One focus of the four-building deployment has been on the library's collection of original manuscripts by Galileo from the 1500s. Smartphone users can follow a blue dot indoors or a green dot outdoors to find related Galileo exhibits.
"It's a very big campus, so following the route down to one of the buildings on the smartphone makes it more convenient," Cook said.
Some day, the system could be sophisticated enough to help users find specific books or collections.
So far, there are about 50 Aruba BLE beacons in use on campus, all of them battery powered. The newest innovation is six Aruba sensors that operate with power from wall sockets and track the status of the 50 beacons, telling an Aruba Meridian server via Wi-Fi if a beacon is active or not. Cook said that as the system expands potentially to hundreds of beacons, it's important to have sensors to monitor the beacons so that a staffer doesn't have to wander the hallways to do the same work.
Aruba's BLE beacons at OU work in a wireless network configuration that's typical for the industry, Aruba explained. Beacons are simple devices that ping or chirp either to sensors, to register their status, or to a person's smartphone via Bluetooth Low Energy. The beacons themselves don't connect to the central server. When a person's smartphone with its BLE radio receiver picks up the beacon's chirp, a smartphone app that is configured to receive those particular beacons is notified. Then, the smartphone and its custom app connect via Wi-Fi (or cellular, if available) to Aruba's Meridian servers; the server then tells the app to perform certain tasks, such as launching a predetermined map. The server also offers other centralized data, which could be about Galileo's life, for instance, or other information.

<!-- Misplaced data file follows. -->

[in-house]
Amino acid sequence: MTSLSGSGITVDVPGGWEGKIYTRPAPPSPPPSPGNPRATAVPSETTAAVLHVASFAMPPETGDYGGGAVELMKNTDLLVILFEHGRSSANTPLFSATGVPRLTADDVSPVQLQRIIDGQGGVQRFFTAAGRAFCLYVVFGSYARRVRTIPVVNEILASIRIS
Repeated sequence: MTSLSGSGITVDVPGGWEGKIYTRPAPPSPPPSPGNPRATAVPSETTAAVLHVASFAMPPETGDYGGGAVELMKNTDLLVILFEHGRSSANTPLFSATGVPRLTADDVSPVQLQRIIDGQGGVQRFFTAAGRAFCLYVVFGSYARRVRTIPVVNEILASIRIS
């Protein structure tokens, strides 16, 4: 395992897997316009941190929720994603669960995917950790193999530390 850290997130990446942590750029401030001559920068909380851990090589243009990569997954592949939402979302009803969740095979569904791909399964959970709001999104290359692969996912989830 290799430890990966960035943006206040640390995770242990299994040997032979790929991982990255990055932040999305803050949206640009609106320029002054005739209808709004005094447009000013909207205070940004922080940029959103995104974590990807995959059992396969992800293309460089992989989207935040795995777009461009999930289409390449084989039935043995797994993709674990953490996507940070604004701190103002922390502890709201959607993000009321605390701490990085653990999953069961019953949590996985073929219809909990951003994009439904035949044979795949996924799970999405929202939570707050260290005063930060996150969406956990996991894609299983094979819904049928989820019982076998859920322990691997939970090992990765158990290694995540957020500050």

The user's phone knows its location on a map in relation to each beacon, but that's possible only by virtue of the Wi-Fi or cellular connection made by the smartphone to the server. "The beacons actually do very little," Cook explained.
Aruba Beacon Analytics software helps Cook gain useful user data, like how many unique visitors have used the beacon network. That kind of information can be used to help figure out where to place future beacons and how the network should grow.
Problems connecting with Android smartphones
So far, the beacon and sensor network has performed pretty well, Cook said, although there has been difficulty tracking Android smartphone users.
"It's been hit-or-miss because the Android experience has been tricky," he said. "Every Android user has a different piece of hardware, so you don't always get clean tracking." That means Android users may not see themselves on a map with a dot. iPhone users haven't experienced the problem.
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